22. With the sustained effort by various international organizations to empower the judiciary, there are now signs the latter is beginning to inch its way away from past practices, but it has, as yet, not overcome them. That case in point are the twin trial of the RUF and the West Side Boys accused of murder, conspiracy to murder and shooting with intent to kill. Good number of them remains behind bars to date since they were apprehended and detained under the Presidential Public Emergency (Detention) Order in May 2000. While their arrest and detention is purely a matter of domestic law, the conditions of detention, are our common concern. As has been indicated in several Secretary General's reports, the 9th, l0th and the 11th report for example, the accused have never been permitted to consult with their attorneys, are denied family visits and are periodically ferried to the high court only to stand before the judge without legal representation. Taking cognizance of the mandatory provisions of the Constitution of Sierra Leone, the International Covenant on Civil and Political Rights and the Special Instruments on Human Rights and the Administration of Justice, it is clear that justice is denied these accused persons. Although the individuals concerned were detained under Emergency regulations, their fundamental rights cannot give way, or take a backseat as the emergency Regulations take a front seat. This might be the legal regime of the past, but times have changed, and have done so signifcantly.4 I cite principal 5,6 and 7 to elucidate the point. Respectively, principles, 5, 6, and 7 of the Special Instruments on Human Rights and the Administration of Justice state:

Governments shall ensure that all persons are immediately informed by the competent authority of their right to be assisted by a lawyer of their own choice upon arrest or detention or when charge with a criminal offence.

Any such persons who do not have a lawyer shall, in all cases in which the interests of justice so require, be entitled to have a lawyer of experience and competence commensurate with the nature of the offence assigned to them in order to provide effective legal assistance, without payment by them if they lack sufficient means to pay for such services.

Governments shall further ensure that all persons arrested or detained, with or without criminal charge, shall have prompt access to a lawyer, and in any case not later than forty-eight hours from the time of arrest or detention.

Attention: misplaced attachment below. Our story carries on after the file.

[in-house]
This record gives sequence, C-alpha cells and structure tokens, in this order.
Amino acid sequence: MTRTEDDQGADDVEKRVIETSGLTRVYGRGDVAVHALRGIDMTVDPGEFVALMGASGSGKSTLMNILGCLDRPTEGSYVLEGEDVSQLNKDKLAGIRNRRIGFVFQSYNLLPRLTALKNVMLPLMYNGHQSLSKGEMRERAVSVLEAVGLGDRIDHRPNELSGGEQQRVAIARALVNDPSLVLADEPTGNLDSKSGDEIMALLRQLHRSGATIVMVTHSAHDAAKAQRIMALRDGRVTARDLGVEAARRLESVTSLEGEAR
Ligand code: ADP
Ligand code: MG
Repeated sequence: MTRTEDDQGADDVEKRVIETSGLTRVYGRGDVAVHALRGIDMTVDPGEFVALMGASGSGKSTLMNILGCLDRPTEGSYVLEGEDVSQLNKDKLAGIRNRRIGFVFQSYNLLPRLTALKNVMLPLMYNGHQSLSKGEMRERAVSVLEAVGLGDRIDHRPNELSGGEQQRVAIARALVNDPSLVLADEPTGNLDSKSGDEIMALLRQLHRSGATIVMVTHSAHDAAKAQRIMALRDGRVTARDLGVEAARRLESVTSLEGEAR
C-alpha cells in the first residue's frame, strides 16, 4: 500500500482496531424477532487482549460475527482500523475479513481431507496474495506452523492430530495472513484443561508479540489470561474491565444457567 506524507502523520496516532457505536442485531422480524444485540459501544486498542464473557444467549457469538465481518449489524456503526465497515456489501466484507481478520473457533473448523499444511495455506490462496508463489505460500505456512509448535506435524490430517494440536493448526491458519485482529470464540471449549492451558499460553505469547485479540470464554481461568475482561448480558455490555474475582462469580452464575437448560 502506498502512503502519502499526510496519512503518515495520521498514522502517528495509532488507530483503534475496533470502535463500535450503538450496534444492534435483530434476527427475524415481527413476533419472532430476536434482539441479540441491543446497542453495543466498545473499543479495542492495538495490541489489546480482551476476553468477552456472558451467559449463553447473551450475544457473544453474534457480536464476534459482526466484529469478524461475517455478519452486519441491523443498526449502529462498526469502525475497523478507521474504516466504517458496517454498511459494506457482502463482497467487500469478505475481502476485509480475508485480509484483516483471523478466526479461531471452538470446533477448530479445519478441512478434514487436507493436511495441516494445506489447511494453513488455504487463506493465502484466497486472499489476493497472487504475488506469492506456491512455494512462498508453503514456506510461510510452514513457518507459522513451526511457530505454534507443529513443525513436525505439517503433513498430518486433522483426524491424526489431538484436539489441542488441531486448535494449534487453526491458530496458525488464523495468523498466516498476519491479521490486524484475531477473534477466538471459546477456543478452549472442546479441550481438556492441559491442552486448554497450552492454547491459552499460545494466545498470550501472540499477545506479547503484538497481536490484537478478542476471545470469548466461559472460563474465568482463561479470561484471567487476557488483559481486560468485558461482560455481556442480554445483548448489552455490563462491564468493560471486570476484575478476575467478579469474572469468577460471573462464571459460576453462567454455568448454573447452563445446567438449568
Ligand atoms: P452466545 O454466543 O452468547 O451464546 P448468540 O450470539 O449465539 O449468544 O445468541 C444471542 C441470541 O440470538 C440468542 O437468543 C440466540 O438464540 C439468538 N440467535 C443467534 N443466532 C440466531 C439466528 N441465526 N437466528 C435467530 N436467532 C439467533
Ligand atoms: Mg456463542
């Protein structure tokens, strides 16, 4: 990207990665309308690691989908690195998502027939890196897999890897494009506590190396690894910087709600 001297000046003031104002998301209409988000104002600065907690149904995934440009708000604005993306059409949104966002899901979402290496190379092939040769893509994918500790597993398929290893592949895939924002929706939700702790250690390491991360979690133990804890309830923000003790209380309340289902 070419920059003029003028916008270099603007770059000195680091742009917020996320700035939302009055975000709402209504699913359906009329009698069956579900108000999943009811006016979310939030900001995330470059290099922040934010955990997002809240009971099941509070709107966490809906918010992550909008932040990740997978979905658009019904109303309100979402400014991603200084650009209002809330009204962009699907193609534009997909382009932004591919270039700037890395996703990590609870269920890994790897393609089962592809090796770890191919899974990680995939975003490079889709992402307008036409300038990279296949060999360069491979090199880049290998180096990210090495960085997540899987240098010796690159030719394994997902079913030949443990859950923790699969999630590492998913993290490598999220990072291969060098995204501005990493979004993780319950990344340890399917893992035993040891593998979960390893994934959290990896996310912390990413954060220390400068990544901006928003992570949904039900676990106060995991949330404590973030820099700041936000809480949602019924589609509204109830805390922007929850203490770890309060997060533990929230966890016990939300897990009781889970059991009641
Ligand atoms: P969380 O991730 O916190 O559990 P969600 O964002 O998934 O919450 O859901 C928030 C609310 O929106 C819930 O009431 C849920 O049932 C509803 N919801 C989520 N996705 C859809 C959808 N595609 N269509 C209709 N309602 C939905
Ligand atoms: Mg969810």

See the State v Adel Osman and others (Kutubu, C.J.)

23. The right to the defense in criminal proceedings is, therefore, a fundamental human right, which as a matter of law, the state cannot deny any accused.  If the accused is indigent and cannot defend himself in a court of law, such person has the right to have legal assistance assigned to him in any case where the interests of justice so require. The State has the duty to immediately inform a11 persons concerned of these rights.

24. Besides the matter of the RUF and the West Side Boys currently before the Hugh Court, the on-going treason trial is also a grave cause for concern. Fortunately, unlike the case of the State against the RUF and West Side boys, a number of lawyers have volunteered their services pro-bono. In Freetown and in the provinces as well, the question of pre-trail detention is rising to alarming proportions and must be addressed very soon if the frequency of breakouts, and unhealthy living conditions in the prisons due to overcrowding, is to be minimized. If such problem are address in time, their deleterious effects could be avoided.

I conclude with a quote from the UNDP Human Development Report 2000 which says: "Without the rule of law, and fair administration of justice, human rights are no more than paper." In February 2001, Sierra Leone Bar Association held a conference on the rule of law and the administration. Although the conference was held at a time when the country was still at war, the conferees had the poise and equanimity to point out the need for legal reform. It was recommended that both the legal profession and the Government should insure justice is available to all citizens notwithstanding their means or lack of it. To date, this promise remains a challenge. But if legal reform is to begin somewhere, making the justice system accessible to the vulnerable is a sure way to end impunity. If the system is just to the poor, it will, a fortiori, be just to the privileged.

Role of the Media

By Search for Common Ground